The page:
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ROBERT ELLIOTT FREER, of Ohio; Chairman of Federal Trade Commission, Washington; lawyer; born in Madisonville (Cincinnati), Ohio, January 30, 1896; son of Guy Metcalf and May (Dunlap) Freer; attended Ohio State University; A. B., George Washington University; LL. B., Cincinnati Law School (University of Cincinnati), 1917; LL. M., Washington College of Law; served in France in World War, 1918-19, with Three Hundred and Twenty-fourth Machine-Gun Battalion; major of Infantry, Ohio National Guard and Officers' Reserve Corps, to 1925; practiced law in Cincinnati, 1917-25, except for war service; associated with Maxwell & Ramsey, 1917-22; partner with Gusweiler, Fox, Freer, Lambert & Davies, 1922-23, and individually, 1923-25; attorney, Interstate Commerce Commission, Bureau of Valuation, 1925–33; research assistant and attorney with Federal Coordinator of Transportation, 1933-35; special counsel, United States Senate Committee on Interstate Commerce, Seventy-fourth Congress, first session; professor of law at St. Xavier College, Cincinnati, 1922-23; Washington College of Law, 1926-38; instructor in railway economics, American University Graduate School, 1933-34; appointed member of Federal Trade Commission by President Roosevelt, August 24, 1935, to succeed Commissioner George C. Mathews, resigned, for the term ending September 25, 1938; reappointed September 3, 1938, for the term ending September 25, 1945; entered on duty August 27, 1935; president, Federal Bar Association, 1938; Republican; Presbyterian; legal fraternities, Phi Alpha Delta and Order of the Coif; member, National Press Club; legal residence, Ohio; Washington residence, 1 Carvel Circle, Westmoreland Hills.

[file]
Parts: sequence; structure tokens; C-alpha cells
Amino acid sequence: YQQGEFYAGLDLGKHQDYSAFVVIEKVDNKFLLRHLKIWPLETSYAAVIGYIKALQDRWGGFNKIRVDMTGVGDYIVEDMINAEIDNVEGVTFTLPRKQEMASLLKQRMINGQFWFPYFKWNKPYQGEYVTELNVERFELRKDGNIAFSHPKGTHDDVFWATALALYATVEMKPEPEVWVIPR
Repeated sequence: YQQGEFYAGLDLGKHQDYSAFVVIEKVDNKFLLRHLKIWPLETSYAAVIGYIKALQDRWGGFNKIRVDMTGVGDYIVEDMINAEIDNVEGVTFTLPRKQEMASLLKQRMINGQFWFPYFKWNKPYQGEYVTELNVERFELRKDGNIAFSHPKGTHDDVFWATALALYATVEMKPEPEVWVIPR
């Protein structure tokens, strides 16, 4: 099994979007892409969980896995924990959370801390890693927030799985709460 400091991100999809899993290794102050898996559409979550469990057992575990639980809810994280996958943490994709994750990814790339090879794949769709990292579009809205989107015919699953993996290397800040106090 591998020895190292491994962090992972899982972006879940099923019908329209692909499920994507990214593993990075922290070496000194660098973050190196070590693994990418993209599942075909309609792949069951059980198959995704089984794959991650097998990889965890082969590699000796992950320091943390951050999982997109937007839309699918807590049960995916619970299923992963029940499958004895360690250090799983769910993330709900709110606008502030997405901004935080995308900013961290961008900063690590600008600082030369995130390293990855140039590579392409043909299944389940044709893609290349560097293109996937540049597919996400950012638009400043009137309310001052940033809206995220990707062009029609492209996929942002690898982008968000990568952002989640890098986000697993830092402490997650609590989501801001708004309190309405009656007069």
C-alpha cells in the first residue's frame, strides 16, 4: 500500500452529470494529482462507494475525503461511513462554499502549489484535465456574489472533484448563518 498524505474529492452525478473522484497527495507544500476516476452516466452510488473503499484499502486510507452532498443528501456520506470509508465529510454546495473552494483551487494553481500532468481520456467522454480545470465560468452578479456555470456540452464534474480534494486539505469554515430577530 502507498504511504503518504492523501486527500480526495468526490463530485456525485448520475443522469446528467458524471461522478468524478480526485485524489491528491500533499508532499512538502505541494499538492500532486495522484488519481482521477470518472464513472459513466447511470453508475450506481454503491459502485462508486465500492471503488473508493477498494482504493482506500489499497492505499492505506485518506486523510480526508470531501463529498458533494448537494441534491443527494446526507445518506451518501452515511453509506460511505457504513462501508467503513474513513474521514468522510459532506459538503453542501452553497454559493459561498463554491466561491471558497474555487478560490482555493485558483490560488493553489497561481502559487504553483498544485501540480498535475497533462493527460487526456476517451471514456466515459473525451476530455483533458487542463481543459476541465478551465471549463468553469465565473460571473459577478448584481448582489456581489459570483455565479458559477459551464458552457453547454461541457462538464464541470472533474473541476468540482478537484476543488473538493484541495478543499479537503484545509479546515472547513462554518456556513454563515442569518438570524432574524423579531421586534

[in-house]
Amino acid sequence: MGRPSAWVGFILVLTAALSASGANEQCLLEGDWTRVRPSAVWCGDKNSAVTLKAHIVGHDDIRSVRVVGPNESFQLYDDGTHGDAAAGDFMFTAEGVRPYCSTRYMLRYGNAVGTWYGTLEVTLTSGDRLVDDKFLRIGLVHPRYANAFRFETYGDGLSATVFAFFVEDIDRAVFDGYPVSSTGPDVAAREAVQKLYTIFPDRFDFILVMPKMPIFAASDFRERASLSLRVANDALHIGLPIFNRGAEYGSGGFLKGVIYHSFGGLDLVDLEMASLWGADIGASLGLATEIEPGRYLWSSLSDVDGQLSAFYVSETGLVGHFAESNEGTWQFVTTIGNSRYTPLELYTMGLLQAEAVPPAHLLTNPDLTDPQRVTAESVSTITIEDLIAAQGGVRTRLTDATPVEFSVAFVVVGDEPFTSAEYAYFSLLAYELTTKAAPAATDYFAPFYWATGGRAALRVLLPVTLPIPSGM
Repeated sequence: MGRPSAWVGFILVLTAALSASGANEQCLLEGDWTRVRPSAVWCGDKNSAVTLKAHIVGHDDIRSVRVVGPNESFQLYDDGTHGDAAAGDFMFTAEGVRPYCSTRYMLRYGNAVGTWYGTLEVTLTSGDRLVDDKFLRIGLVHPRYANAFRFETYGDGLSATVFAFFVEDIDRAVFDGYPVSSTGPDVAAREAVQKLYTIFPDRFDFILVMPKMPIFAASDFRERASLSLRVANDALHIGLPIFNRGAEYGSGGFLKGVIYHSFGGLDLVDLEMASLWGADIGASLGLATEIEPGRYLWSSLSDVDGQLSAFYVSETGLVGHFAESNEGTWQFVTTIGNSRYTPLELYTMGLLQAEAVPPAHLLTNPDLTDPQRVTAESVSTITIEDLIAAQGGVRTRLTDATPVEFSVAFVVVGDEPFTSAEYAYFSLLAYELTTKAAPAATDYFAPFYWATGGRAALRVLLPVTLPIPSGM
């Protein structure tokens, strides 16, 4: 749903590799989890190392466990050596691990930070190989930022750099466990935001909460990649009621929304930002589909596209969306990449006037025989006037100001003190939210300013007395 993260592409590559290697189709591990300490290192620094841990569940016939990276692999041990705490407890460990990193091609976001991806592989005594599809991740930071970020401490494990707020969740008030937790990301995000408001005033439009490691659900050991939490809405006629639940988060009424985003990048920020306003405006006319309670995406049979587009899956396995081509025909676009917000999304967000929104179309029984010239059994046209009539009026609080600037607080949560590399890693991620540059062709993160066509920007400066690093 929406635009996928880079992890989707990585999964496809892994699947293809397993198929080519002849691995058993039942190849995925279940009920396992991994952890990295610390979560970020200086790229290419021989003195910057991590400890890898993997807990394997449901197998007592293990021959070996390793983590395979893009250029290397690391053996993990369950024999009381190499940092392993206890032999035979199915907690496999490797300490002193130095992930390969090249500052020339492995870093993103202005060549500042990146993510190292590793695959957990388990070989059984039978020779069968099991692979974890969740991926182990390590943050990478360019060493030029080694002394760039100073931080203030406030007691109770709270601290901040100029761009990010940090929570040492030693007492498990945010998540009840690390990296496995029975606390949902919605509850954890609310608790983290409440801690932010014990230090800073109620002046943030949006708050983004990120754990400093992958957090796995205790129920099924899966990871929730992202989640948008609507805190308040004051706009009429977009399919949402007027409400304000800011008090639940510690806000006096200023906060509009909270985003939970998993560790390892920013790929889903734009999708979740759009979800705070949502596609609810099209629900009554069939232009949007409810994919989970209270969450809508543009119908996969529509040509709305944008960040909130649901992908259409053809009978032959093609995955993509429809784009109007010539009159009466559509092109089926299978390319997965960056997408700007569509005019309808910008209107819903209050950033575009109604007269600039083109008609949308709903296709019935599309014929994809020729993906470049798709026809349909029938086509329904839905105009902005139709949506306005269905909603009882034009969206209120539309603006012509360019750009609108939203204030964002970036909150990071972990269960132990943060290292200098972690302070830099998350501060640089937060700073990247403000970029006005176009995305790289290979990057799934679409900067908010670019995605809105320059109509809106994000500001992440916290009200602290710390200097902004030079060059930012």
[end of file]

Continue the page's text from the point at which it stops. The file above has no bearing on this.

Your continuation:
GARLAND S. FERGUSON, of North Carolina, Democrat; member of Federal Trade Commission, Washington; lawyer; born in Waynesville, N. C., May 30, 1878, son of Garland S. Ferguson, former judge of Superior Court of North Carolina; married Margaret Merrimon, of Greensboro, N. C.; attended United States Naval Academy and University of North Carolina, graduating in law from the University, 1900; practiced law in Waynesville, 1900-1902; in Greensboro, 1902-18; referee in bankruptcy, United States District Court, Western District of North Carolina, 1908-18; special counsel, Southern Railway, Greensboro, 1908-18; assistant general counsel, Newport News Shipbuilding Co., Washington, 1918-21; resumed practice of law in Greensboro, 1921; appointed by President Coolidge member of the Federal Trade Commission, November 12, 1927, for term ending September 25, 1934, succeeding Commissioner John F. Nugent; entered on duty November 14, 1927; reappointed by President Roosevelt January 10, 1935 (recess appointment September 1934), for term ending September 25, 1941; confirmed by Senate January 8, 1935; Chairman of Federal Trade Commission, 1930, 1934, and 1938; member, National Emergency Council, 1934; member, Temporary National Economic Committee, 1938; legal residence, Greensboro, N. C.; Washington residence, Wyoming Apartments.